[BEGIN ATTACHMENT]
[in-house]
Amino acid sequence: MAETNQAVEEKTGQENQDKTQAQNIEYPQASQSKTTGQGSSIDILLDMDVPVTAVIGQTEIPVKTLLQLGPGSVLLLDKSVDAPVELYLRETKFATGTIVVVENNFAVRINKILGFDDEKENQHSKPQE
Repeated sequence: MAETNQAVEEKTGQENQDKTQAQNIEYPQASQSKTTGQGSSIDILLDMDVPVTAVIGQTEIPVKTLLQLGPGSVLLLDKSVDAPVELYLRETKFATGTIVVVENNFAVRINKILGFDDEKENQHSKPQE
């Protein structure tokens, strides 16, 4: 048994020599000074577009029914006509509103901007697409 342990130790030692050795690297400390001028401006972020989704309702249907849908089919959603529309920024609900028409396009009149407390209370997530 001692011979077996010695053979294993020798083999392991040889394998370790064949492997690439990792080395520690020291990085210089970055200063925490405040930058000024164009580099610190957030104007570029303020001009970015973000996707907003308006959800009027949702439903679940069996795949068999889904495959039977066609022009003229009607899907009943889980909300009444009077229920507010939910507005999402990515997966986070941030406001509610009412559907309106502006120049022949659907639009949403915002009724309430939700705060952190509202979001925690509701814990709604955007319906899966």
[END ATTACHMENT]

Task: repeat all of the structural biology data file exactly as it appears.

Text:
[in-house]
Amino acid sequence: MAETNQAVEEKTGQENQDKTQAQNIEYPQASQSKTTGQGSSIDILLDMDVPVTAVIGQTEIPVKTLLQLGPGSVLLLDKSVDAPVELYLRETKFATGTIVVVENNFAVRINKILGFDDEKENQHSKPQE
Repeated sequence: MAETNQAVEEKTGQENQDKTQAQNIEYPQASQSKTTGQGSSIDILLDMDVPVTAVIGQTEIPVKTLLQLGPGSVLLLDKSVDAPVELYLRETKFATGTIVVVENNFAVRINKILGFDDEKENQHSKPQE
């Protein structure tokens, strides 16, 4: 048994020599000074577009029914006509509103901007697409 342990130790030692050795690297400390001028401006972020989704309702249907849908089919959603529309920024609900028409396009009149407390209370997530 001692011979077996010695053979294993020798083999392991040889394998370790064949492997690439990792080395520690020291990085210089970055200063925490405040930058000024164009580099610190957030104007570029303020001009970015973000996707907003308006959800009027949702439903679940069996795949068999889904495959039977066609022009003229009607899907009943889980909300009444009077229920507010939910507005999402990515997966986070941030406001509610009412559907309106502006120049022949659907639009949403915002009724309430939700705060952190509202979001925690509701814990709604955007319906899966």